Delirium by Lauren Oliver
Before scientists found the cure, people thought love was a good thing. They didn’t understand that once love -- the deliria -- blooms in your blood, there is no escaping its hold. Things are different now. Scientists are able to eradicate love, and the governments demands that all citizens receive the cure upon turning eighteen. Lena Haloway has always looked forward to the day when she’ll be cured. A life without love is a life without pain: safe, measured, predictable, and happy.
But with ninety-five days left until her treatment, Lena does the unthinkable: She falls in love.
(Description from Goodreads)
When society tells you that without 'the cure' you will be 'diseased' by love, would you believe them? It's hard to imagine growing up without the chance to love, but Lauren Oliver's 'Delirium' shows just that, to be cured means no longer being ruled by unpredictable emotions like Love.
Lena Haloway has had a rough childhood: a mother who cannot be cured, a dead father and a sister who was momentarily diseased before being successfully cured. And now, living with her aunt and uncle, Lena is desperate for her 18th birthday when she will finally be cured and safe from love. But all that changes when she meets Alex.
As with most dystopias, I’m amazed at how constricting society is. Walls are placed up everywhere, and it’s strange to see how the majority of the population just accepts that they’re in place for a reason. It’s only a few who question things like why there is an electric fence to keep out the “non-existent Invalids” from the Wilds (the uncured parts of the US); how illegal music sites are managing to pop up online; and why you are forced to pick your future partner from a list of 4 candidates.
Fear is a main factor for sticking to the rules, and I love how Lauren Oliver uses Lena’s fear to show the transition from a sheltered 17 year old, who wants only to live by the rules of the cured, into someone who wants to fight the cure at all cost. Fear is always present, yet it changes as Lena’s understanding of her world changes; the fear of love becomes the fear of not being able to love.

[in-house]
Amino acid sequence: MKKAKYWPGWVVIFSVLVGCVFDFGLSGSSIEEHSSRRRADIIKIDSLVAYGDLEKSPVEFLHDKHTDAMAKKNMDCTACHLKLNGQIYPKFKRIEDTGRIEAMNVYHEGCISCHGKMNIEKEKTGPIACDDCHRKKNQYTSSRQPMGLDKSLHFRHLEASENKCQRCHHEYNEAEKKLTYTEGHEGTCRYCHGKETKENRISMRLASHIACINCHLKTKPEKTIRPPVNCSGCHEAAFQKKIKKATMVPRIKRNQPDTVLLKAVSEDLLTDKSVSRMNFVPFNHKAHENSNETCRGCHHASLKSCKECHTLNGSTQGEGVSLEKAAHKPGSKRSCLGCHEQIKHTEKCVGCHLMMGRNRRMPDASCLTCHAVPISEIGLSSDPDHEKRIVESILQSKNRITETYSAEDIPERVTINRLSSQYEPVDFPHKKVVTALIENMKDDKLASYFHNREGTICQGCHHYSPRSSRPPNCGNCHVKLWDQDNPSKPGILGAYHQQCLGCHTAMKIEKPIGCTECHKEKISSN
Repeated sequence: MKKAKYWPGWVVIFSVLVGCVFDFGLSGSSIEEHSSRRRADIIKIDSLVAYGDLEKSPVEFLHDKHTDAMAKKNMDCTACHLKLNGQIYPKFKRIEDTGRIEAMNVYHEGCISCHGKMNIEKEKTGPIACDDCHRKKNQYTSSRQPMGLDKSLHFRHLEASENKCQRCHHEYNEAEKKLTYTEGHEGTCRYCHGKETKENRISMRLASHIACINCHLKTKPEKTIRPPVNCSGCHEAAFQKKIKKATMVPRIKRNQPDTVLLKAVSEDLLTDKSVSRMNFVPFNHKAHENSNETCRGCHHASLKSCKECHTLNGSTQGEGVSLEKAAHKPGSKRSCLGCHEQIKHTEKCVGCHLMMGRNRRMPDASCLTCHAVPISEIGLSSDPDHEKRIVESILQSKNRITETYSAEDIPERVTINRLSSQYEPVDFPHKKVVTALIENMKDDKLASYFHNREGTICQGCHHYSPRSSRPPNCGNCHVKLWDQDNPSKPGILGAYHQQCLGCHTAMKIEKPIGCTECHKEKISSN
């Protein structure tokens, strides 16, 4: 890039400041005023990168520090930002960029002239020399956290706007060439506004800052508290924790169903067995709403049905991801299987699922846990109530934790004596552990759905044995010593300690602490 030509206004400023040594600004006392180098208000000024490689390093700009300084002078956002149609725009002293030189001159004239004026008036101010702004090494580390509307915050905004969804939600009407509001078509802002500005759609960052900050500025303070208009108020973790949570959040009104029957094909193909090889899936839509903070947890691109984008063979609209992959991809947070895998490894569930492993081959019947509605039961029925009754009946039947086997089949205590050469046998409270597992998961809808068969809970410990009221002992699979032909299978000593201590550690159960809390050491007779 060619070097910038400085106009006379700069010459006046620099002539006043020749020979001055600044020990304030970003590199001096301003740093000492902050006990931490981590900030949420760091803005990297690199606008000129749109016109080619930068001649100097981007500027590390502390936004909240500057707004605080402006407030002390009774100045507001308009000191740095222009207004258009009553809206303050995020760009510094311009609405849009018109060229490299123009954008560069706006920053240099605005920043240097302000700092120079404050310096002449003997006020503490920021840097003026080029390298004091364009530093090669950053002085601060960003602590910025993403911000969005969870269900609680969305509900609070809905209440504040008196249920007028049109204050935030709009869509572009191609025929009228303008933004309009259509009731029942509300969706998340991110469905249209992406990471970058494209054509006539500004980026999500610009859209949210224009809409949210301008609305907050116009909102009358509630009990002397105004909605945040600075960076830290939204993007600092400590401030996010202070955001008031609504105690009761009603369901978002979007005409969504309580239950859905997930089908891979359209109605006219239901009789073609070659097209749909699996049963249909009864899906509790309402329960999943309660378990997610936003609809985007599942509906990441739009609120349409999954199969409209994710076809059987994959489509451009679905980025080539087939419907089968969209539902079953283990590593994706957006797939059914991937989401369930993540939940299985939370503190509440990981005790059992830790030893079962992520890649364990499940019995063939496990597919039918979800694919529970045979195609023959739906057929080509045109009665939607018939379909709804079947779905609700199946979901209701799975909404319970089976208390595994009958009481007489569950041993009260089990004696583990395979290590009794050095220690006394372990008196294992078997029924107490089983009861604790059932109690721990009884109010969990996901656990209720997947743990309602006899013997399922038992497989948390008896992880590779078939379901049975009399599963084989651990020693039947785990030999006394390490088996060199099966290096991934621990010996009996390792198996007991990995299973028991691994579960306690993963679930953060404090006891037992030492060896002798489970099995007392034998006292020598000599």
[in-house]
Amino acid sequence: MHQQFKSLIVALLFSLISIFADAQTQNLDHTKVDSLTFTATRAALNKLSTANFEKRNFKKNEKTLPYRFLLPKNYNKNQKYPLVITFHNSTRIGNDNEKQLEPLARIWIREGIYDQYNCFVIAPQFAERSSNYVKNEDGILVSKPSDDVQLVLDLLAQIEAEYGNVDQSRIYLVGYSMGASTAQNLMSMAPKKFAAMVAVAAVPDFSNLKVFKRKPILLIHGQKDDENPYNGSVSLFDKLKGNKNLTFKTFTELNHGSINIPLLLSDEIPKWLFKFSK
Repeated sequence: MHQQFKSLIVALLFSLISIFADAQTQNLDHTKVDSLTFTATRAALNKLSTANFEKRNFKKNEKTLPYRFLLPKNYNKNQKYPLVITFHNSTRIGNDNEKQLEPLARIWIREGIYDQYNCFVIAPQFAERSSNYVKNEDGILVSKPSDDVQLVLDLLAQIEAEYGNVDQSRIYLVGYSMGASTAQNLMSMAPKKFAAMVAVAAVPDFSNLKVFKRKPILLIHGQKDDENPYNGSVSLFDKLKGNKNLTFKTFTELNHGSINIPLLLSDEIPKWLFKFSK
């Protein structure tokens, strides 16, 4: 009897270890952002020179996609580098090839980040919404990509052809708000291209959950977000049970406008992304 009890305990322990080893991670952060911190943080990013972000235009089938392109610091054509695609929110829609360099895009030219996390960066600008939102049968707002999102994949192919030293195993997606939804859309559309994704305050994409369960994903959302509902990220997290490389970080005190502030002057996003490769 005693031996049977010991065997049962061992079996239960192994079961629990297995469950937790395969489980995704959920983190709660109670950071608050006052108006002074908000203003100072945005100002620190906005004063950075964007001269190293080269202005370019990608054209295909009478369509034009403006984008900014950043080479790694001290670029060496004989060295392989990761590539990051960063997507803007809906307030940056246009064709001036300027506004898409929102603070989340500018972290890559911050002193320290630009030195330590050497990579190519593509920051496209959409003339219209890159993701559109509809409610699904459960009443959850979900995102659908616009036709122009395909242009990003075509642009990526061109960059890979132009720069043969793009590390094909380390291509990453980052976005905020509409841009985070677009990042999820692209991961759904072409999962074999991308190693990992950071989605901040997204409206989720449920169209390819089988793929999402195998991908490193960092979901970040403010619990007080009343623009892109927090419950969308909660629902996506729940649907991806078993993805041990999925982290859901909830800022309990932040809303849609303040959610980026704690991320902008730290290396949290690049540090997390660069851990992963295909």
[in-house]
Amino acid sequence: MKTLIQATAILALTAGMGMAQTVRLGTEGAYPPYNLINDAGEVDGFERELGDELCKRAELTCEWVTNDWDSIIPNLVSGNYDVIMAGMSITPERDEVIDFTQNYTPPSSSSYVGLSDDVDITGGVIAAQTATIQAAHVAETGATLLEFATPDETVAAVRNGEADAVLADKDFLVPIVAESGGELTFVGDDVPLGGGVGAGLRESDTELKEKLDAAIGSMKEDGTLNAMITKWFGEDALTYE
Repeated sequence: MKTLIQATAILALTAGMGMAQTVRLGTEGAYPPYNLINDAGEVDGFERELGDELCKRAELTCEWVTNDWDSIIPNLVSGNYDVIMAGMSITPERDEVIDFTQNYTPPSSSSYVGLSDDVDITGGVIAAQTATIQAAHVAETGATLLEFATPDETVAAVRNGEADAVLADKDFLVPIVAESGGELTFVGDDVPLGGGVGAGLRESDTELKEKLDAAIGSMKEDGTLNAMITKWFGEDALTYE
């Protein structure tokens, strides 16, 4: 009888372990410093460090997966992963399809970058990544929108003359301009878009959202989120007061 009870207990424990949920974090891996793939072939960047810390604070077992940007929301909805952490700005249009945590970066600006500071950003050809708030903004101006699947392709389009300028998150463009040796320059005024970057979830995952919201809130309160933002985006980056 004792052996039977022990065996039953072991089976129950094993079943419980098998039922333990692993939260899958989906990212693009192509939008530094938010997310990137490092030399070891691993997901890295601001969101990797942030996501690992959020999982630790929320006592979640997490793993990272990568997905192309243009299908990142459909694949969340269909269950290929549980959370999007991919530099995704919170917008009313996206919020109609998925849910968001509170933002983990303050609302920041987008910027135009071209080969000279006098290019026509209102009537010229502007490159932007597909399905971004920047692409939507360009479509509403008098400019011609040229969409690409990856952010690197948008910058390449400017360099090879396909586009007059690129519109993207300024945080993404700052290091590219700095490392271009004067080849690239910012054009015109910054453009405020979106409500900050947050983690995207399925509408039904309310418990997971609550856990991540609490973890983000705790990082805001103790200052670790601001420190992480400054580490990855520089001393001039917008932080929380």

I love how much Lena and Alex relax when they're together, like nothing else matters in the world. They're able to let go of all their troubles in each other's arms. It was this connection between Alex and Lena that made me love them so much; being together and admitting they love each other, despite society’s attempts to break them apart with the cure, arranged marriages and segregation from the Wilds. And yet, their relationship was always fragile. You get the feeling that it can’t last forever; that something will happen to tear them apart.
A fantastic story about love, freedom and the right to choose your own life. 'Delirium' is an addictive read, you can't help but fall in love with Lena and Alex and their struggle to overcome society's restrictions on relationships.
Review first posted on Goodreads. http://www.goodreads.com/review/show/167235166